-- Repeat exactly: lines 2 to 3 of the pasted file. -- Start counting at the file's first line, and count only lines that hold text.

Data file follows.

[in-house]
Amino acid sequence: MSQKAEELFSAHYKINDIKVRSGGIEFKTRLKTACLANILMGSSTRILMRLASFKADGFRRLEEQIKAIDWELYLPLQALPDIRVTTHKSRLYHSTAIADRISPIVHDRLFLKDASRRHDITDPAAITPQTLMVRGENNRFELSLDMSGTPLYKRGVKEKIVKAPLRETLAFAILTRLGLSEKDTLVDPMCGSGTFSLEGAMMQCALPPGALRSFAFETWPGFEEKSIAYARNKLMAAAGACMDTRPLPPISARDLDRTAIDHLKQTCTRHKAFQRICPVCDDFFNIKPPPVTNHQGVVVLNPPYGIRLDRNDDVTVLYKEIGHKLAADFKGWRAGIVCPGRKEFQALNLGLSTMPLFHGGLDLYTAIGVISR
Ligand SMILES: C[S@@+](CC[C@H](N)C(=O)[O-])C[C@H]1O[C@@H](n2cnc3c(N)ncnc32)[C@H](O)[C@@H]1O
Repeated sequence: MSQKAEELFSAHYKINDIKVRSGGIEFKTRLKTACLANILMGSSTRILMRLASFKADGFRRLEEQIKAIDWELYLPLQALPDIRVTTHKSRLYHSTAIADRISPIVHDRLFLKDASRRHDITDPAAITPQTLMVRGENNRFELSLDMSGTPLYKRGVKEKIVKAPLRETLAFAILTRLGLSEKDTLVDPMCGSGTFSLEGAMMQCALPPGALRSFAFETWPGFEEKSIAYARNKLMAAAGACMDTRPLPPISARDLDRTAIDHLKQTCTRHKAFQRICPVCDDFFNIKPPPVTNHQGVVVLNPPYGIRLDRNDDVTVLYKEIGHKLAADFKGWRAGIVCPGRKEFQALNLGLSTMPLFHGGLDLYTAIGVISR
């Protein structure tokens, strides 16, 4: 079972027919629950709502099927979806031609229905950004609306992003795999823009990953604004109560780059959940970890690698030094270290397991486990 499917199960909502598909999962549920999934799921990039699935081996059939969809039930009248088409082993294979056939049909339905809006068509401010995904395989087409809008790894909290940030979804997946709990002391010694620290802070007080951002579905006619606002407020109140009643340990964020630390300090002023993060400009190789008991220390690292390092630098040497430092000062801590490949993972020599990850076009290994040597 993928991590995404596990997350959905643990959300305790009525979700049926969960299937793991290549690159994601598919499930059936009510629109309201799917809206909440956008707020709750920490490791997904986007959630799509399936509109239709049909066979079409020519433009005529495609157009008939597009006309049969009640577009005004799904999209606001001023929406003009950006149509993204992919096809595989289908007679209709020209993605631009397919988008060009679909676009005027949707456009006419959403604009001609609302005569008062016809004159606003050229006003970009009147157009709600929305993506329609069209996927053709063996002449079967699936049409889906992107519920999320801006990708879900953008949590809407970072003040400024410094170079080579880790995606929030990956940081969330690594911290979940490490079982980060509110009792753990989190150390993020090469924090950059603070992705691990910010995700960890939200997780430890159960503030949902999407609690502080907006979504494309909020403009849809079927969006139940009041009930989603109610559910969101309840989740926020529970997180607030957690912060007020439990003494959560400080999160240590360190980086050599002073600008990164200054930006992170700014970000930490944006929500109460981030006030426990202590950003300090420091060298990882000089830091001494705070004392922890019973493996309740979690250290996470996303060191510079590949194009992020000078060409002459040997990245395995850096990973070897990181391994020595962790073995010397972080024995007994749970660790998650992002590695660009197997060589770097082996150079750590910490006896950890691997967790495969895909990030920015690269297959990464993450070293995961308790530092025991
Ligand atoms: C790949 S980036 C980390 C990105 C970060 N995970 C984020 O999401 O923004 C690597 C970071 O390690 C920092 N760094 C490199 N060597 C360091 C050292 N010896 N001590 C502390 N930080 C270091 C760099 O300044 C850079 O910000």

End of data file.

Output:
Amino acid sequence: MSQKAEELFSAHYKINDIKVRSGGIEFKTRLKTACLANILMGSSTRILMRLASFKADGFRRLEEQIKAIDWELYLPLQALPDIRVTTHKSRLYHSTAIADRISPIVHDRLFLKDASRRHDITDPAAITPQTLMVRGENNRFELSLDMSGTPLYKRGVKEKIVKAPLRETLAFAILTRLGLSEKDTLVDPMCGSGTFSLEGAMMQCALPPGALRSFAFETWPGFEEKSIAYARNKLMAAAGACMDTRPLPPISARDLDRTAIDHLKQTCTRHKAFQRICPVCDDFFNIKPPPVTNHQGVVVLNPPYGIRLDRNDDVTVLYKEIGHKLAADFKGWRAGIVCPGRKEFQALNLGLSTMPLFHGGLDLYTAIGVISR
Ligand SMILES: C[S@@+](CC[C@H](N)C(=O)[O-])C[C@H]1O[C@@H](n2cnc3c(N)ncnc32)[C@H](O)[C@@H]1O